Burntisland Fabrications Ltd (BiFab) says it has been left facing a ‘’critical cash position’’ as a result of ongoing contracts, with the firm having filed a notice of its intention to appoint administrators.
Despite the fact they may not get paid, staff at the company, which has yards at Burntisland and Methil in Fife and Arnish on the Isle of Lewis, have voted to continue working until further notice.
Unite Scotland secretary Pat Rafferty said the government is leaving “no stone unturned” as they try to find a resolution to the crisis.
However he said the main Dutch-owned contractor, Seaway Heavy Lifting (SHL) and energy giant Scottish and Southern Energy (SSE) must come to the negotiating table in order to resolve the situation.
Economy Secretary Keith Brown met with unions on Wednesday to discuss the issue.
Following the meeting Mr Rafferty said: “I think we’ve had a good positive meeting with the Scottish Government today and a number of options we know are being explored.
“They are leaving no stone unturned and we are confident they are working alongside us and will continue working alongside us to try and get a resolution to this and try and protect these 1400 jobs in these three yards.”
Unions have claimed the engineering firm’s financial difficulties are a direct result of SHL not paying the company for contract work already completed with Mr Rafftery stating BiFab is being ‘’held to ransom’’.
He said it is a Scottish project for SSE, the Scottish energy giant, for a massive Scottish windfarm, and called on the energy giant and SHL to join the negotiations.
Mr Rafferty added: “There clearly is a blockage on the pathway and that’s down to we believe Scottish and Southern Energy and the Dutch company SHL.
“We need both of those companies to be coming forward, we need them to be coming to the negotiating table they to get involved in these talks in order to resolve this situation.”
Mr Brown said the Scottish Government is doing all it can to secure a positive resolution.
He said: “The Minister for Business, Innovation and Energy, Paul Wheelhouse, and I have been holding senior level meetings since Friday with BiFab, Seaway Heavy Lifting (the installation contractor), SSE, Siemens, Scottish Enterprise and other partners, and we are determined to fully explore all options to save the company - and the jobs that depend upon it.
“We have been working closely with Trade Unions, and invited representatives to a meeting in the Scottish Parliament this afternoon to update them on developments.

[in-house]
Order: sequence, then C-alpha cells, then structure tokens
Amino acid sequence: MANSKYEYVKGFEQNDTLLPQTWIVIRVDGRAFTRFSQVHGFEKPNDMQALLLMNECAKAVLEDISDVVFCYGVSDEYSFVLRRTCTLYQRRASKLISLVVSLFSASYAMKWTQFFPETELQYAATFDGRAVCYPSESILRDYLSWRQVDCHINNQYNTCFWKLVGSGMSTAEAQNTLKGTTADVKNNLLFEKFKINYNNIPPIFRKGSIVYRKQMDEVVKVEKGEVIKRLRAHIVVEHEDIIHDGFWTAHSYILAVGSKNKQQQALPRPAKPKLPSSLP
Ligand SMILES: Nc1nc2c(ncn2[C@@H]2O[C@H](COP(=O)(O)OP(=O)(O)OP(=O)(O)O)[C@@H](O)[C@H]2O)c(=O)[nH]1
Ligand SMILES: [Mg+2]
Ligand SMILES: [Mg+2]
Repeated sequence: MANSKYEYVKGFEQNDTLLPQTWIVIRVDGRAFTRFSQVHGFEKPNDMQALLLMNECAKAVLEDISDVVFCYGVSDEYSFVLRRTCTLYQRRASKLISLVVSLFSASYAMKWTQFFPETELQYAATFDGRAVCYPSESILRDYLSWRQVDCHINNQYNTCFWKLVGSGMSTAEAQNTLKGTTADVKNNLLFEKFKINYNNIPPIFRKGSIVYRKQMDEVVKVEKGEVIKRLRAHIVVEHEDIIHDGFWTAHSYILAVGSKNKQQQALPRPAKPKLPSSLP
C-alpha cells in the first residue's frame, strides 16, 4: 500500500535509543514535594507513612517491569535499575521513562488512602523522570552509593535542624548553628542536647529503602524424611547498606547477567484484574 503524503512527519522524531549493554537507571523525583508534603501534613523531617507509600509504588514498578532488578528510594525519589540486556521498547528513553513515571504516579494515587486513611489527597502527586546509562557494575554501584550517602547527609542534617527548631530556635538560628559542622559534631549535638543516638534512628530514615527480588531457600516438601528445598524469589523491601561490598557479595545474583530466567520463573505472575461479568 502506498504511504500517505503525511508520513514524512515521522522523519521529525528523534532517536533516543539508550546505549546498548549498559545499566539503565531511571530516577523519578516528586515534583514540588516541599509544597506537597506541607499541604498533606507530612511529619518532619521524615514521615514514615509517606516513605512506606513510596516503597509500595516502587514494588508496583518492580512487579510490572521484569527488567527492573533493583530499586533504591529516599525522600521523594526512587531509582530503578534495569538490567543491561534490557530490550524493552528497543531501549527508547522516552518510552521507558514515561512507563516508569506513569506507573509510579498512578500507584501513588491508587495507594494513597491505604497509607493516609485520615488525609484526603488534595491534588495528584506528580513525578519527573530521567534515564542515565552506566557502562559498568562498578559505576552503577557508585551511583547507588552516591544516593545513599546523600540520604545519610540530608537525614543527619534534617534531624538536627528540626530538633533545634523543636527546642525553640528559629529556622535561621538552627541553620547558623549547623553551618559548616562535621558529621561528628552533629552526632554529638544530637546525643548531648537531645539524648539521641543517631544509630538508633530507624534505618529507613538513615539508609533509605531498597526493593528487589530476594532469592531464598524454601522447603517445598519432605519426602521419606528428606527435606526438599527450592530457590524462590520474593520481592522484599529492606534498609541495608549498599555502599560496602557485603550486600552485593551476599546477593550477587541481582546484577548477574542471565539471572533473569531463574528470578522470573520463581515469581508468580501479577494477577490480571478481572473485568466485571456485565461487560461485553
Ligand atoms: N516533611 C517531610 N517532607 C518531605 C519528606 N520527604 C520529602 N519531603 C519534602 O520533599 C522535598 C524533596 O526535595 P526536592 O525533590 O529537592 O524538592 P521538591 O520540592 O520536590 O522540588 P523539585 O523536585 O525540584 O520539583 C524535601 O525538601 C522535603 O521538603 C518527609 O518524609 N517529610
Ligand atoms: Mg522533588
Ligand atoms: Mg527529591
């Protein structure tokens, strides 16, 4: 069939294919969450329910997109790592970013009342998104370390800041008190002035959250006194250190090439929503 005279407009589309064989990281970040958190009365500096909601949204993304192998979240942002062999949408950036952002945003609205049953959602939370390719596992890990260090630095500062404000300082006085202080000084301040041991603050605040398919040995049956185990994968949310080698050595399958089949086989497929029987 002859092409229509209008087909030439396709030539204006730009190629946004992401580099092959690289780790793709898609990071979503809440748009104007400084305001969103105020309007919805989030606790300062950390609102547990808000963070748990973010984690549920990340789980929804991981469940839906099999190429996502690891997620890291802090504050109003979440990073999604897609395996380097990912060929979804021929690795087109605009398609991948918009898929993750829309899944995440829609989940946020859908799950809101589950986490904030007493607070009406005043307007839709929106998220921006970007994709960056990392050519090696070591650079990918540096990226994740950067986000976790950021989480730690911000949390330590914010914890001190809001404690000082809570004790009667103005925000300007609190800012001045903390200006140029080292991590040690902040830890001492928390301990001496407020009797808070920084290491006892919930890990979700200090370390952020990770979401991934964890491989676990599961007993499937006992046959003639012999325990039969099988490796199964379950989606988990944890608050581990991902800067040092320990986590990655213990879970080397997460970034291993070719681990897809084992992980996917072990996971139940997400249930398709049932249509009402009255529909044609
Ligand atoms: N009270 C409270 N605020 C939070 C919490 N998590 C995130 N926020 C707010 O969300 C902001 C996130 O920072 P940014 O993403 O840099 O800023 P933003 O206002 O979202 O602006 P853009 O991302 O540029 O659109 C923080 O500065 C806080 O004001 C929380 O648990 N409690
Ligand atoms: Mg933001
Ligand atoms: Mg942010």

“The First Minister, along with other ministers, has been in direct discussion with the companies involved and is closely engaged on the issues surrounding BiFab’s situation.
“Ministers from both the Scottish and the UK governments are involved in discussions about how we can work together to achieve a successful outcome for the company and all the staff.”
SHL said it is working “extremely hard” to find ways of supporting BiFab.
A spokesman said: ‘’We remain supportive of a rescue package that is endorsed by and involves all stakeholders.
‘’SHL continues to pay BiFab on time. We estimate that 61% of the work has been completed and, as a result, have paid BiFab 61% of the project value.
‘’We have been working pro-actively with BiFab since October 2016 to address production problems and cost overruns.
‘’SHL has always been keen to support BiFab’s workforce, but we need a long-term plan from BiFab to ensure financial stability and project completion.’’
A spokesman for Beatrice Offshore Windfarm Limited (BOWL) said: “The construction of the Beatrice Offshore Windfarm Limited (BOWL) project - owned by SSE (40%), Copenhagen Infrastructure Partners (35%) and Red Rock Power Limited (25%) - is advancing on programme with the majority of the offshore piles completed and nearly one third of the jacket substructures installed.
“BOWL has contracted the production and installation of the jacket substructures to Subsea7, a UK-based EPC company, which in turn sub-contracted a portion of the jacket fabrication to BiFab.
“BOWL fully expects construction activities will continue on schedule, with all jackets installed by August 2018 and the project fully operational by around March 2019.”